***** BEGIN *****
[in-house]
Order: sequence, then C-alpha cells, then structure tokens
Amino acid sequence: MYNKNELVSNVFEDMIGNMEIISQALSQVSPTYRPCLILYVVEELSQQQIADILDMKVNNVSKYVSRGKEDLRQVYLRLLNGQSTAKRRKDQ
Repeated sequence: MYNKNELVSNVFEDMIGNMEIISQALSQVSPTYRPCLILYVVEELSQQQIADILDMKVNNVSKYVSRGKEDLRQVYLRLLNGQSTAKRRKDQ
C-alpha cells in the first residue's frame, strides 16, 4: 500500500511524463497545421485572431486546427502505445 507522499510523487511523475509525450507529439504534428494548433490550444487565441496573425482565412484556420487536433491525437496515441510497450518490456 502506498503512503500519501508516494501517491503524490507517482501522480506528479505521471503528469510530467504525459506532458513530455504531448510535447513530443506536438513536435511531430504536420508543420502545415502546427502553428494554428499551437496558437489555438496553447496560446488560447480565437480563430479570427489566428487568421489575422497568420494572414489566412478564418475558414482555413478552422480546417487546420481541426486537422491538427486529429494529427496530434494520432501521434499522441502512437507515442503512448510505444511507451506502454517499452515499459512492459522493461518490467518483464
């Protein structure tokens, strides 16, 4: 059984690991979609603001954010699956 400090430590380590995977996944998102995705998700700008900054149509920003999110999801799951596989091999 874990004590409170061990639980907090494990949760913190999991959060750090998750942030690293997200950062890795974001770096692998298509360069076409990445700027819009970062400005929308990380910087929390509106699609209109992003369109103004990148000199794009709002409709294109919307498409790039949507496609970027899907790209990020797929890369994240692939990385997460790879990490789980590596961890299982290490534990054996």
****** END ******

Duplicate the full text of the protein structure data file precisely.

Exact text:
[in-house]
Order: sequence, then C-alpha cells, then structure tokens
Amino acid sequence: MYNKNELVSNVFEDMIGNMEIISQALSQVSPTYRPCLILYVVEELSQQQIADILDMKVNNVSKYVSRGKEDLRQVYLRLLNGQSTAKRRKDQ
Repeated sequence: MYNKNELVSNVFEDMIGNMEIISQALSQVSPTYRPCLILYVVEELSQQQIADILDMKVNNVSKYVSRGKEDLRQVYLRLLNGQSTAKRRKDQ
C-alpha cells in the first residue's frame, strides 16, 4: 500500500511524463497545421485572431486546427502505445 507522499510523487511523475509525450507529439504534428494548433490550444487565441496573425482565412484556420487536433491525437496515441510497450518490456 502506498503512503500519501508516494501517491503524490507517482501522480506528479505521471503528469510530467504525459506532458513530455504531448510535447513530443506536438513536435511531430504536420508543420502545415502546427502553428494554428499551437496558437489555438496553447496560446488560447480565437480563430479570427489566428487568421489575422497568420494572414489566412478564418475558414482555413478552422480546417487546420481541426486537422491538427486529429494529427496530434494520432501521434499522441502512437507515442503512448510505444511507451506502454517499452515499459512492459522493461518490467518483464
């Protein structure tokens, strides 16, 4: 059984690991979609603001954010699956 400090430590380590995977996944998102995705998700700008900054149509920003999110999801799951596989091999 874990004590409170061990639980907090494990949760913190999991959060750090998750942030690293997200950062890795974001770096692998298509360069076409990445700027819009970062400005929308990380910087929390509106699609209109992003369109103004990148000199794009709002409709294109919307498409790039949507496609970027899907790209990020797929890369994240692939990385997460790879990490789980590596961890299982290490534990054996």